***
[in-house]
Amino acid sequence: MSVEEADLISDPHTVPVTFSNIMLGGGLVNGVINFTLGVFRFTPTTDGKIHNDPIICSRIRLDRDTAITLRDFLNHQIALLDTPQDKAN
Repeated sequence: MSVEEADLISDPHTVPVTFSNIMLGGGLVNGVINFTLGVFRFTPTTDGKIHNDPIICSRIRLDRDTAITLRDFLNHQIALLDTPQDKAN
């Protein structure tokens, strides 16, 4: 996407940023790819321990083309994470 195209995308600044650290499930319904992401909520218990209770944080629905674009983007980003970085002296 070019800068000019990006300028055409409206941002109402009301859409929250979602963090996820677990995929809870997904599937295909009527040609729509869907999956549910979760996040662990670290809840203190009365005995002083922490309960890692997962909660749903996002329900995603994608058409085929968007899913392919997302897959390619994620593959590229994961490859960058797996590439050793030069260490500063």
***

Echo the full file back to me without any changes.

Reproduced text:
[in-house]
Amino acid sequence: MSVEEADLISDPHTVPVTFSNIMLGGGLVNGVINFTLGVFRFTPTTDGKIHNDPIICSRIRLDRDTAITLRDFLNHQIALLDTPQDKAN
Repeated sequence: MSVEEADLISDPHTVPVTFSNIMLGGGLVNGVINFTLGVFRFTPTTDGKIHNDPIICSRIRLDRDTAITLRDFLNHQIALLDTPQDKAN
């Protein structure tokens, strides 16, 4: 996407940023790819321990083309994470 195209995308600044650290499930319904992401909520218990209770944080629905674009983007980003970085002296 070019800068000019990006300028055409409206941002109402009301859409929250979602963090996820677990995929809870997904599937295909009527040609729509869907999956549910979760996040662990670290809840203190009365005995002083922490309960890692997962909660749903996002329900995603994608058409085929968007899913392919997302897959390619994620593959590229994961490859960058797996590439050793030069260490500063």